NCPA - National Center for Policy Analysis

What Ails Russia?

November 4, 1999

Since the fall of Communism, Russia has managed to snatch defeat from the jaws of victory. Major sectors of its economy are in shambles and it has apparently wasted the opportunity to adopt a stable, capitalistic system. The price of that failure has been a plunge of more than 30 percent in gross domestic product since 1989.

The McKinsey Global Institute recently completed a study of key Russian industries and concluded that the economy is burdened with a unique brand of government manipulation of particular industries and companies that guarantees decline and decay. The most productive companies not only fail to make money, but are being driven out of business by government-subsidized laggards.

Here are several examples of how Russia is tragically off course:

  • About one-quarter of Russia's steelworkers are employed in antiquated plants which are only 10 percent as productive as U.S. mills -- with their energy bills subsidized by local authorities fearful that massive unemployment will result if they are allowed to close.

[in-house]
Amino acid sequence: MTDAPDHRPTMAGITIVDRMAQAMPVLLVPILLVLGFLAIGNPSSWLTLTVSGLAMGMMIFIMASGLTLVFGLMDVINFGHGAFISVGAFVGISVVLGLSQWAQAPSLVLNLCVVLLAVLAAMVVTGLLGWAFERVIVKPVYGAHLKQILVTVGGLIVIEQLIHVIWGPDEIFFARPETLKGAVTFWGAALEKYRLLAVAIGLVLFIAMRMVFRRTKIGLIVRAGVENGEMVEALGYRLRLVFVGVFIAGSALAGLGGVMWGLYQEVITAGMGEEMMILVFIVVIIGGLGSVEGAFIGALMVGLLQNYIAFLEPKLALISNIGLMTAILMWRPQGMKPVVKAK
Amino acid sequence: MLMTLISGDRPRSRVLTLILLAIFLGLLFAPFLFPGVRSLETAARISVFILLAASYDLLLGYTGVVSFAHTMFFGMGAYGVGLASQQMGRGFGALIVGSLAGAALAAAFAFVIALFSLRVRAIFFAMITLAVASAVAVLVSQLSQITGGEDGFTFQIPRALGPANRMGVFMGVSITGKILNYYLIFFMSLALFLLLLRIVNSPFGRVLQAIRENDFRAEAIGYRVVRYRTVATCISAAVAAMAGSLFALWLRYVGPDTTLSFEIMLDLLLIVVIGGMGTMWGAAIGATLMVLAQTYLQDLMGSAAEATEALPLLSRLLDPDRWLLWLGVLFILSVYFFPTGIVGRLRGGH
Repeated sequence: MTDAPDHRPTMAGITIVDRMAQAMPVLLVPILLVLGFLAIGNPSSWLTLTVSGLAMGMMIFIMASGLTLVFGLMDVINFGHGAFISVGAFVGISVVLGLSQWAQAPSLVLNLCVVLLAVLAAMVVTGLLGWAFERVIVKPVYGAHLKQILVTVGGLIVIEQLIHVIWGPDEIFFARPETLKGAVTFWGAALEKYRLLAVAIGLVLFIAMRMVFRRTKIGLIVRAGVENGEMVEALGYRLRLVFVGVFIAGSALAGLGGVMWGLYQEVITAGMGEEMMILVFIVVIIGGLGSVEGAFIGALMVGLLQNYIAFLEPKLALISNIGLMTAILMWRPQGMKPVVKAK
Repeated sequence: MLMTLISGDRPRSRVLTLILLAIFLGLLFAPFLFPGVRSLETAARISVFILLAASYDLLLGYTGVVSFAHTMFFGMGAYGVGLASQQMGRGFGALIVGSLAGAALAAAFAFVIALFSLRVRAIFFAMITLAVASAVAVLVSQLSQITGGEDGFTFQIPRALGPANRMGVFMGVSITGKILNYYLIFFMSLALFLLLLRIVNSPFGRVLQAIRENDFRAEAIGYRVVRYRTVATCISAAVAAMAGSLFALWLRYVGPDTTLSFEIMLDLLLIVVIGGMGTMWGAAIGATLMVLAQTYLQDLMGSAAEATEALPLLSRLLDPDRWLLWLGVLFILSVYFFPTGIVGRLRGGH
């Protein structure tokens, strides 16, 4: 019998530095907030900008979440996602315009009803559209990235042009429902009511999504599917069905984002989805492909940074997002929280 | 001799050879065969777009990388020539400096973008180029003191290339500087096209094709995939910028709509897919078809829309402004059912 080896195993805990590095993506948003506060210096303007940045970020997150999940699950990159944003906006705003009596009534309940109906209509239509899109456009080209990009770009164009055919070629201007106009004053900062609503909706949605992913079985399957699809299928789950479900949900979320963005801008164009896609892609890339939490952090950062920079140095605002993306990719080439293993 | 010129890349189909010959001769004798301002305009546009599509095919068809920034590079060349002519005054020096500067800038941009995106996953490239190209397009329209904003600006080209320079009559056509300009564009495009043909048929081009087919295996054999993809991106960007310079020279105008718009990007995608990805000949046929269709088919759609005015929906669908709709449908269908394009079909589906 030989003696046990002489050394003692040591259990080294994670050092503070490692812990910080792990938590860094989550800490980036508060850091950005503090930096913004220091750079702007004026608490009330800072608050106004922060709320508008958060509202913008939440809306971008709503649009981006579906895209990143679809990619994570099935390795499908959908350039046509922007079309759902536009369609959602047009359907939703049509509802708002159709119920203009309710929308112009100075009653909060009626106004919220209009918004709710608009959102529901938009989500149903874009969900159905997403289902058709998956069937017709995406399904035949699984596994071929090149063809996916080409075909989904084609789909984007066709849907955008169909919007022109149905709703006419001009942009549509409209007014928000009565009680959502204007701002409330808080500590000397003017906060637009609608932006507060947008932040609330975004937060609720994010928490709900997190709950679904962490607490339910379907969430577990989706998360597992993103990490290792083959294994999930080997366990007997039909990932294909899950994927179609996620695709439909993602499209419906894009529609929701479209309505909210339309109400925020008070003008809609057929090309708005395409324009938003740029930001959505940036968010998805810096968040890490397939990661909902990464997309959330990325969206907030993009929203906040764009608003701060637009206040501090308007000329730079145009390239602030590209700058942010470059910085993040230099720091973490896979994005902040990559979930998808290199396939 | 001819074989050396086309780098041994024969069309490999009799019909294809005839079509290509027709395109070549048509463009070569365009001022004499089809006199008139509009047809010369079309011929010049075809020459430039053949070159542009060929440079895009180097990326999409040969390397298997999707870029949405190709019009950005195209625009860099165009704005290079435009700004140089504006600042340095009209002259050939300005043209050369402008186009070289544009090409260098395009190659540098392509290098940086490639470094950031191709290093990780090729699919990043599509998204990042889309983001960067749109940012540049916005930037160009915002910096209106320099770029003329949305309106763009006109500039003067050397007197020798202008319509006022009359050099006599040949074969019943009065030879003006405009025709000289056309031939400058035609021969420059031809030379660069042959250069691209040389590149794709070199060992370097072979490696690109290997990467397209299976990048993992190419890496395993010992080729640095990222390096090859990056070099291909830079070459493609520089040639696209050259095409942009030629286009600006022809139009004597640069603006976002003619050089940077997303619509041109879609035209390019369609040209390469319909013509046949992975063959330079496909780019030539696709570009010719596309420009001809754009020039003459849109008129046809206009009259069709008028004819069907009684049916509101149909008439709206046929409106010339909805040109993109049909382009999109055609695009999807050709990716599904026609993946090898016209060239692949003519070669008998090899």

• Only 0.2 percent of Russian food sales are through efficient supermarkets, while one-third of sales are through markets which are only about 25 percent as productive as the first-class supermarkets.
  • Because the supermarkets must pay taxes equal to 8 percent of sales -- versus 1 percent for small food vendors -- no multinational food retailer will bring best-practice food retailing methods into the country.

Getting rid of government micromeddling would carry the added benefit of reducing corruption -- much of which is closely tied to the intricacies of government support programs.

There are a few bright spots which are flourishing, by comparison, because the government has adopted a hands-off policy.

  • The totally unregulated custom software industry is 72 percent as productive as its U.S. counterpart.
  • Because politicians in the Novgorod region resist interfering in the local economy, GDP per capita climbed 3.8 percent a year from 1995 to 1998 and the area attracts five times as much foreign direct investment per capita as the rest of Russia.

Source: William W. Lewis (McKinsey Global Institute), "In Russia's Economy, It's Survival of the Weakest," Wall Street Journal, November 4, 1999.


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